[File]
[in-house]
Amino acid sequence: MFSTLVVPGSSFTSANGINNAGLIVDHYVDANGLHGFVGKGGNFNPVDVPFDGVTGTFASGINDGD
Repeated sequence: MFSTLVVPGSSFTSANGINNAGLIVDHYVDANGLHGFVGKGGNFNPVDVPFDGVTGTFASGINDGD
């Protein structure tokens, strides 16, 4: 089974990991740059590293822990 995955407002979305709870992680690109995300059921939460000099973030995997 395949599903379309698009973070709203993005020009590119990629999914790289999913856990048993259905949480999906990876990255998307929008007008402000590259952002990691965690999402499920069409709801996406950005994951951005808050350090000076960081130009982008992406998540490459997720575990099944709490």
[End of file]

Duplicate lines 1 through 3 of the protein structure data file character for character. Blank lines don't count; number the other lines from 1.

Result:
[in-house]
Amino acid sequence: MFSTLVVPGSSFTSANGINNAGLIVDHYVDANGLHGFVGKGGNFNPVDVPFDGVTGTFASGINDGD
Repeated sequence: MFSTLVVPGSSFTSANGINNAGLIVDHYVDANGLHGFVGKGGNFNPVDVPFDGVTGTFASGINDGD